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WILSON v. CARVER

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Court of Appeals of Georgia.

WILSON v. CARVER.

No. A01A1181.

Decided: October 26, 2001

Gary C. Harris, Atlanta, for appellant. Griner & Mirate, Galen A. Mirate, Ellisa Garrett, Athens, for appellee.

Robert F. Wilson sent an application for discretionary appeal by certified mail to this court on October 5, 2000.   The order Wilson sought to appeal, which concerned child support and modification of visitation rights, was entered on September 5, 2000.   The application Wilson presented to this court did not include a pauper's affidavit or the prescribed filing fee.   Wilson's completed application containing the filing fee was filed on October 10, 2000.

This court dismissed Wilson's application on October 31, 2000.   Wilson filed a motion for reconsideration of that dismissal, arguing that extenuating circumstances precluded the timely filing of the application.   This court granted the motion for reconsideration of the dismissal and granted the application.

 Because this court has no jurisdiction over this matter, we must dismiss the appeal.   OCGA § 5-6-4 provides that the costs for applications for appeals filed in the Court of Appeals shall be paid “at the time of the filing of the application.”   The statute then provides: “The clerk is prohibited from receiving the application for appeal or the brief of the appellant unless the costs have been paid or a sufficient affidavit of indigence is filed or contained in the record.”   See generally Sorrentino v. Boston Mut. Life Ins. Co., 206 Ga.App. 771, 772(2), 426 S.E.2d 594 (1992).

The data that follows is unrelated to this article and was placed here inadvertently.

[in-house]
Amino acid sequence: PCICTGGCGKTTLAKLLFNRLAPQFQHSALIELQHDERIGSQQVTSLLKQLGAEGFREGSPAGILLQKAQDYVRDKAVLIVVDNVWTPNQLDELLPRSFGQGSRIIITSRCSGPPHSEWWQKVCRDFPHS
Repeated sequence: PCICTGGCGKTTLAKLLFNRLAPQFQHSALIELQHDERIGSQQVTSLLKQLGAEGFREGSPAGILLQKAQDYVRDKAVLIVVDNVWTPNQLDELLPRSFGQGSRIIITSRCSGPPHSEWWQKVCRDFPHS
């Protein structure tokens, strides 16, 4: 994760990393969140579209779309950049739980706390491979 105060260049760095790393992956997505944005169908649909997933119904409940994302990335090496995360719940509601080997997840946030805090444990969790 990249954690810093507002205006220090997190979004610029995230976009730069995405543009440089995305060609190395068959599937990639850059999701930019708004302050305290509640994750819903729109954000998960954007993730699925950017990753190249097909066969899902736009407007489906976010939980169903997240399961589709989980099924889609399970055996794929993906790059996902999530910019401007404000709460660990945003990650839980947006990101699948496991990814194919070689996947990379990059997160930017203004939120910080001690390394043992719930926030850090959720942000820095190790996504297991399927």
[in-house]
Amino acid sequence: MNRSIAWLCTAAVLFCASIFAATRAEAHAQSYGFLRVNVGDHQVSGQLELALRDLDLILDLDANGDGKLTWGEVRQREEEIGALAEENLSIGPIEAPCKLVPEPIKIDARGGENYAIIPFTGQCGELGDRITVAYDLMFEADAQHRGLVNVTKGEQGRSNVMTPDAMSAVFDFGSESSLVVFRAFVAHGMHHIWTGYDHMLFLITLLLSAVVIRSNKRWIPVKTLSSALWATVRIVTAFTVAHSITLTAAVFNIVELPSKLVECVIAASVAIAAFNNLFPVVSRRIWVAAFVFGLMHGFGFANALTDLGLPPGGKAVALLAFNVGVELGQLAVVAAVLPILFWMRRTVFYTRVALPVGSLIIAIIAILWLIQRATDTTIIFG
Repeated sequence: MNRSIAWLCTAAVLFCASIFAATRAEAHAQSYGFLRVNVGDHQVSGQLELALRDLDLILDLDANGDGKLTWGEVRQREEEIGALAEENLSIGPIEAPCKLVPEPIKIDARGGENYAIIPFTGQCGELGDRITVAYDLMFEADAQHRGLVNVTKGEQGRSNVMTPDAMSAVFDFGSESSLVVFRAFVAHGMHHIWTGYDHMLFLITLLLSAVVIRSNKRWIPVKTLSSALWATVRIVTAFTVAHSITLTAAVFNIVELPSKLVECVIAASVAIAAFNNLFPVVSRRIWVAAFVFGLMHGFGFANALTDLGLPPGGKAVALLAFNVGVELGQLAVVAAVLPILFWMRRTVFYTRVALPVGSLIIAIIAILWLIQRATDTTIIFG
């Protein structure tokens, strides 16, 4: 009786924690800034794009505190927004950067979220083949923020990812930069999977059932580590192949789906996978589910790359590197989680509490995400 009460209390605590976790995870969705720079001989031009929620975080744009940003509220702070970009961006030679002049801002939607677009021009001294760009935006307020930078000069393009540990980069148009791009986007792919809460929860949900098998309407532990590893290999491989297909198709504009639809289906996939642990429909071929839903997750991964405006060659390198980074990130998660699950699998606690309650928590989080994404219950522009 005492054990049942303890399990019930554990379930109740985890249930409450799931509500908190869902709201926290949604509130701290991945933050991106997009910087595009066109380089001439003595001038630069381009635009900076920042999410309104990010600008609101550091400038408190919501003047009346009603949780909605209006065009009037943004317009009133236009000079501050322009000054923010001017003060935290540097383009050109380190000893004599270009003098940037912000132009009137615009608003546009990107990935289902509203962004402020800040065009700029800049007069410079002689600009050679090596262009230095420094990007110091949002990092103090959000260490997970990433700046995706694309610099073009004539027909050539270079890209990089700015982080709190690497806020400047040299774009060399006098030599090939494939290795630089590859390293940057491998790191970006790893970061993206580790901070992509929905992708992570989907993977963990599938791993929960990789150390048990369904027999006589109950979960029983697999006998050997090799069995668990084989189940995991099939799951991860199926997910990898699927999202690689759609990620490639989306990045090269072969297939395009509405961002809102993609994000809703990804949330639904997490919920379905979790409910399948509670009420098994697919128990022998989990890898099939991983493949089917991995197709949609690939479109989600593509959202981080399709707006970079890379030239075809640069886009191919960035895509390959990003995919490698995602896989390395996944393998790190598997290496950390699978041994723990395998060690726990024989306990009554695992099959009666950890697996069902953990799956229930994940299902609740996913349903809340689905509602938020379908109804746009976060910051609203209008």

The mandate of OCGA § 5-6-4 is reiterated in our Court of Appeals Rule 5 which states that the clerk “shall not file any matter unless the costs have been paid or a sufficient pauper's affidavit has been filed.”   Consistently, Court of Appeals Rule 4 states that “[a] document shall be deemed filed when it is physically delivered to the Clerk's office, with sufficient costs, if applicable․” The second sentence of Court of Appeals Rule 4 elaborates upon the provisions for the filing by registered or certified mail.1

 Wilson argues that the failure to file the filing fee does not warrant dismissal because this is not one of the three instances enumerated in OCGA § 5-6-48(b).   This argument lacks merit.   Here, the completed application was not filed within 30 days of the entry of the order, as required under OCGA § 5-6-35(d), and this court has no jurisdiction of an untimely application.   Moreover, this court lacks the authority to grant an extension of time for the filing of an application for discretionary appeal.  Rosenstein v. Jenkins, 166 Ga.App. 385, 304 S.E.2d 740 (1983);  Court of Appeals Rule 16(c).

Appeal dismissed.

FOOTNOTES

1.   Contrary to Wilson's arguments, we find no inconsistency between the first and second sentences of Rule 4. The first sentence of the rule describes the requirements for completing;  the second sentence allows for filing by mail.

POPE, Presiding Judge.

BLACKBURN, C.J., and MIKELL, J., concur.

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